Introduction and Background, 5 October 2006, Leiden
Welcome to all.
Many of you present here have been involved from the start with what are now often called the Dublin descriptors, the reference points in the Qualifications framework for the European Higher Education Area. It is a pleasure thus to meet old friends again. It is also a pleasure to welcome new friends for whom the origin is not that known. To take you all to the same level of “enlightenment”, I focus on the origin of the descriptors, and their development in the past
In 1999 the Bologna declaration was signed.
Various countries started implementing its goal, higher education structured in two main cycles, of which one was a Bachelor. For The Netherlands, Flanders, Germany for instance this meant that a one tier structure, with programmes leading directly to a degree comparable to a Master, had to be split into two tiers, a Bachelor and a Master. Where to draw the line? How to discern a Bachelor from a Master programme?
For accreditation of programmes, introduced in some countries, cycle descriptors were developed.
The Netherlands and Flanders co-operated in preparing accreditation and wondered how their cycle descriptors would compare with descriptors elsewhere, where a similar kind of quality assurance was in place. To investigate this we organised a tour to various capitals in Europe. At the end of the tour we organised a meeting with the governments and respective quality assurance agencies we had met. It was September 2001. That meeting concluded: We face similar challenges, we should take them up jointly, learning by doing (no need for more studies on paper) and use an open process accessible via internet. That was the start of the joint quality initiative and the website www.jointquality.org.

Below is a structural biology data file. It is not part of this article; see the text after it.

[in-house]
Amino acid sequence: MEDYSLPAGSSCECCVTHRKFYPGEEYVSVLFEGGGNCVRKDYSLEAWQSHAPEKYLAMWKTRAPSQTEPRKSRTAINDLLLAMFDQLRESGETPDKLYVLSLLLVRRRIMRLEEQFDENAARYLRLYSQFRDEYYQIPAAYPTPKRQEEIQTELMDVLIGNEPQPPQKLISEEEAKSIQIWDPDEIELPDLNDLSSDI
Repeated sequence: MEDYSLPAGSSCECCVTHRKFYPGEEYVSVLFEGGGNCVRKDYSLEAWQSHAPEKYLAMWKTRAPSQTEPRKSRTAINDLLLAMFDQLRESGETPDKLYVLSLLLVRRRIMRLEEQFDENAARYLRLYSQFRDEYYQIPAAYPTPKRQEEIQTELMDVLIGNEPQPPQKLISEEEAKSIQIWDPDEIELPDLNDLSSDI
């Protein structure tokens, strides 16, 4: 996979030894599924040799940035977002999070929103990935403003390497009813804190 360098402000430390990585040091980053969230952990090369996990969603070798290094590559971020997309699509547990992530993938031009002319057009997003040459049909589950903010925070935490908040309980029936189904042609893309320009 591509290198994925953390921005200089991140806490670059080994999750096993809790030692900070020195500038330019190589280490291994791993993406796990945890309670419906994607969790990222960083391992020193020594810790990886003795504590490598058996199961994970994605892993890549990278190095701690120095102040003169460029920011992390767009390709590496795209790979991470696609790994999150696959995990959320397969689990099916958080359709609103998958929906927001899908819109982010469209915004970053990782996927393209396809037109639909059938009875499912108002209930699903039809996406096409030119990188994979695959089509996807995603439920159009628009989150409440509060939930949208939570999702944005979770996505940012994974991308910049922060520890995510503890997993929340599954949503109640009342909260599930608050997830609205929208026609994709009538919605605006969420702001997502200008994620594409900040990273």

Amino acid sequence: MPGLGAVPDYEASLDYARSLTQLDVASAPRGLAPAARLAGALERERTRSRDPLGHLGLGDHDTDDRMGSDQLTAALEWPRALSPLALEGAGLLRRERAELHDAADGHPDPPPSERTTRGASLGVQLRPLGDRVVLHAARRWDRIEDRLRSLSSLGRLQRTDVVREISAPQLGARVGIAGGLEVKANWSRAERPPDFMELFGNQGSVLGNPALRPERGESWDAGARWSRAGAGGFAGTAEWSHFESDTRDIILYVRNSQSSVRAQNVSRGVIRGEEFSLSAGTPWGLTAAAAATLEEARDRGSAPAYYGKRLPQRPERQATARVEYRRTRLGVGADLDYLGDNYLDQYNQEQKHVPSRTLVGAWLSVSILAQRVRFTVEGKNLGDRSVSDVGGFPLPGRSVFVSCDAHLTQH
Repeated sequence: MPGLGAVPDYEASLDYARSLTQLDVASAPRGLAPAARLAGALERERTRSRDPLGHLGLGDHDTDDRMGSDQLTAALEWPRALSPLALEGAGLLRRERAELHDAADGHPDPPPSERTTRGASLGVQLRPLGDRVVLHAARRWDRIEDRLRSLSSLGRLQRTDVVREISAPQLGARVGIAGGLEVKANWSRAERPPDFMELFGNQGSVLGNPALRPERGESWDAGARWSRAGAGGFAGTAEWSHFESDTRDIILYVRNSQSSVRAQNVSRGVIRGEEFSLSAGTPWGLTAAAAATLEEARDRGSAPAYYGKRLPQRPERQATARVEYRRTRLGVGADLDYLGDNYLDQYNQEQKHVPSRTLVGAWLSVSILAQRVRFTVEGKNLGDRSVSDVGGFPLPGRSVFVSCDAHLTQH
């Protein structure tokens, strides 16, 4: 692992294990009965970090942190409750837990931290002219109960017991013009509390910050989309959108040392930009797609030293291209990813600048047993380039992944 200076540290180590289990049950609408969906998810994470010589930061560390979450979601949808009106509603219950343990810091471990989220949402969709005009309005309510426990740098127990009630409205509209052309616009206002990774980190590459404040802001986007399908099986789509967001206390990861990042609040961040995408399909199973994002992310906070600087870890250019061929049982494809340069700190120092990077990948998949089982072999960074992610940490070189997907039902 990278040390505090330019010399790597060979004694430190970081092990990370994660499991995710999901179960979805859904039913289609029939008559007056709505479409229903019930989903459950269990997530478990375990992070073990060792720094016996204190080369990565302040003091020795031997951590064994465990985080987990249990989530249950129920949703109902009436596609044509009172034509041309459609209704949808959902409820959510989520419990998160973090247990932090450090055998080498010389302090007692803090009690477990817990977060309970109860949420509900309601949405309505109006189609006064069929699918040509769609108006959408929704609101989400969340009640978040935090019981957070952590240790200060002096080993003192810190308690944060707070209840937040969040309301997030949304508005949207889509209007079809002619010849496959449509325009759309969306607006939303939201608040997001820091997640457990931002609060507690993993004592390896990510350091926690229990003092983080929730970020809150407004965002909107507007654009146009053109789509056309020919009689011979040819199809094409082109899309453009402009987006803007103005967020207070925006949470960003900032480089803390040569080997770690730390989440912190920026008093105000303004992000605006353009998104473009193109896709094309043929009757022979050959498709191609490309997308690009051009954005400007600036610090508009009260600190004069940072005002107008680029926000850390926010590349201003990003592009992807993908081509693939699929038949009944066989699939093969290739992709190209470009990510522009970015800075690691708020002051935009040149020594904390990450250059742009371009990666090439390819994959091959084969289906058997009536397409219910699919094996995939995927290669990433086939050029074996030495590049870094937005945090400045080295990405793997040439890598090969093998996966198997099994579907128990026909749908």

Against this background we took up comparison of cycle descriptors. They were developed or used at that time in three settings.
UK subject benchmarks statements
Ireland, Spain work in progress
Incidentally (or not) they were all described in terms of "learning outcomes". When the German and Dutch descriptors were translated into English we used different words, but we also had the feeling that the meaning of those different words was not that different. And we wondered: if we mean the same, could we use the same words for what is considered similar and express in different words what is really different.
Thus we scheduled a meeting, which happened to be in Dublin.
We analysed the existing descriptors, and decided at the meeting to focus on what we shared; on what was expressed in common. We first agreed on what outcomes were shared by all and then noted these down in sentences that we all understood in a similar way. That gave rise to the Dublin descriptors for the Bachelor and Master, or in Bologna terms, descriptors for the end of the first cycle and the end of the second cycle.
The Dublin descriptors consist of 5 lines: one on knowledge, the second on application of knowledge, the third on problem solving, the fourth on communication, the fifth on lifelong learning abilities. No distinction was made between education oriented more at entering a
profession versus more academically oriented education, as such distinction was not shared in all countries. The descriptors encompass both.
They were first presented at a Bologna seminar in March 2002 in Amsterdam: The European dimension of quality". Step changes, which focus on the differences between the cycles, were also provided then.
The descriptors were considered useful and are in use since.
In Swiss they were used for rethinking the nature of higher education. Please keep the descriptors general was the request of the Swiss quality assurance agency. It makes them useful for such countrywide rethinking process.
They were tested in quality assurance processes, the TEEP project, and the outcome was that they should be more elaborated, to be useful for assessments of quality of programmes. Of course next to these shared general descriptors additional learning outcomes can be taken up. Thus we noted that ZEvA, the quality assurance agency in Hannover, Germany, requested the mastery of another language next to German.